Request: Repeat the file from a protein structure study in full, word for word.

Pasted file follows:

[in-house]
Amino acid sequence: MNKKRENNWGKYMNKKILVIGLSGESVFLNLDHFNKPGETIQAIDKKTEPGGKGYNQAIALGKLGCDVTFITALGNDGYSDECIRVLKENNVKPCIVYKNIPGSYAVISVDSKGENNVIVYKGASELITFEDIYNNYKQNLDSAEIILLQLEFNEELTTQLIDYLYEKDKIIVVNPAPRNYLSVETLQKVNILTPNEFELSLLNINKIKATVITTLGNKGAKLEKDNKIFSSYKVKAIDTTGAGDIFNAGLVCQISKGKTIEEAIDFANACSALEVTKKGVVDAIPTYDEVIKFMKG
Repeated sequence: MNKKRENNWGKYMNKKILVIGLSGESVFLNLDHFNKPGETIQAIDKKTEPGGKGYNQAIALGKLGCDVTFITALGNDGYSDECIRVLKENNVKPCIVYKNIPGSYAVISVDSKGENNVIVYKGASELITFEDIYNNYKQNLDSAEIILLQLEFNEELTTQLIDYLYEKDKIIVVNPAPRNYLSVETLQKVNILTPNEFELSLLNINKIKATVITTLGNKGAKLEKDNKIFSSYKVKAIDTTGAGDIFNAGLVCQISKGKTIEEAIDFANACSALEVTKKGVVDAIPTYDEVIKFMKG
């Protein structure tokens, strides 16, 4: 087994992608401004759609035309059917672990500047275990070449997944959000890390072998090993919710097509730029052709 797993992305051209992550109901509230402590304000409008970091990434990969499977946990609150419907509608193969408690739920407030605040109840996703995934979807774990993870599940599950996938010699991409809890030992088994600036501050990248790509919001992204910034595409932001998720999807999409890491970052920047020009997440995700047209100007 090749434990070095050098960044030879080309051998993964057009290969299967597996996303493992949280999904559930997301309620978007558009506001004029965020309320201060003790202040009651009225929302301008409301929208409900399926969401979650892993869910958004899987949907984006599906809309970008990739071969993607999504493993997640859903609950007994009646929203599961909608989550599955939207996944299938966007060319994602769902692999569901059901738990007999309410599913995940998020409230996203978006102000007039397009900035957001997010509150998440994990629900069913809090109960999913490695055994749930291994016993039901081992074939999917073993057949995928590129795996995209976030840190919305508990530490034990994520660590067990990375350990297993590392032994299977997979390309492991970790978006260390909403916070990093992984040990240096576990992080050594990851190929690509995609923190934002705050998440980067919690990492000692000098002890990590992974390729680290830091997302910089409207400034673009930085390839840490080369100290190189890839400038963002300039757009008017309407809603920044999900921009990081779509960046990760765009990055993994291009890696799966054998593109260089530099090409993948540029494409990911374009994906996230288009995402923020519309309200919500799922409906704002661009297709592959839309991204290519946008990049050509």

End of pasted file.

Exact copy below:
[in-house]
Amino acid sequence: MNKKRENNWGKYMNKKILVIGLSGESVFLNLDHFNKPGETIQAIDKKTEPGGKGYNQAIALGKLGCDVTFITALGNDGYSDECIRVLKENNVKPCIVYKNIPGSYAVISVDSKGENNVIVYKGASELITFEDIYNNYKQNLDSAEIILLQLEFNEELTTQLIDYLYEKDKIIVVNPAPRNYLSVETLQKVNILTPNEFELSLLNINKIKATVITTLGNKGAKLEKDNKIFSSYKVKAIDTTGAGDIFNAGLVCQISKGKTIEEAIDFANACSALEVTKKGVVDAIPTYDEVIKFMKG
Repeated sequence: MNKKRENNWGKYMNKKILVIGLSGESVFLNLDHFNKPGETIQAIDKKTEPGGKGYNQAIALGKLGCDVTFITALGNDGYSDECIRVLKENNVKPCIVYKNIPGSYAVISVDSKGENNVIVYKGASELITFEDIYNNYKQNLDSAEIILLQLEFNEELTTQLIDYLYEKDKIIVVNPAPRNYLSVETLQKVNILTPNEFELSLLNINKIKATVITTLGNKGAKLEKDNKIFSSYKVKAIDTTGAGDIFNAGLVCQISKGKTIEEAIDFANACSALEVTKKGVVDAIPTYDEVIKFMKG
């Protein structure tokens, strides 16, 4: 087994992608401004759609035309059917672990500047275990070449997944959000890390072998090993919710097509730029052709 797993992305051209992550109901509230402590304000409008970091990434990969499977946990609150419907509608193969408690739920407030605040109840996703995934979807774990993870599940599950996938010699991409809890030992088994600036501050990248790509919001992204910034595409932001998720999807999409890491970052920047020009997440995700047209100007 090749434990070095050098960044030879080309051998993964057009290969299967597996996303493992949280999904559930997301309620978007558009506001004029965020309320201060003790202040009651009225929302301008409301929208409900399926969401979650892993869910958004899987949907984006599906809309970008990739071969993607999504493993997640859903609950007994009646929203599961909608989550599955939207996944299938966007060319994602769902692999569901059901738990007999309410599913995940998020409230996203978006102000007039397009900035957001997010509150998440994990629900069913809090109960999913490695055994749930291994016993039901081992074939999917073993057949995928590129795996995209976030840190919305508990530490034990994520660590067990990375350990297993590392032994299977997979390309492991970790978006260390909403916070990093992984040990240096576990992080050594990851190929690509995609923190934002705050998440980067919690990492000692000098002890990590992974390729680290830091997302910089409207400034673009930085390839840490080369100290190189890839400038963002300039757009008017309407809603920044999900921009990081779509960046990760765009990055993994291009890696799966054998593109260089530099090409993948540029494409990911374009994906996230288009995402923020519309309200919500799922409906704002661009297709592959839309991204290519946008990049050509």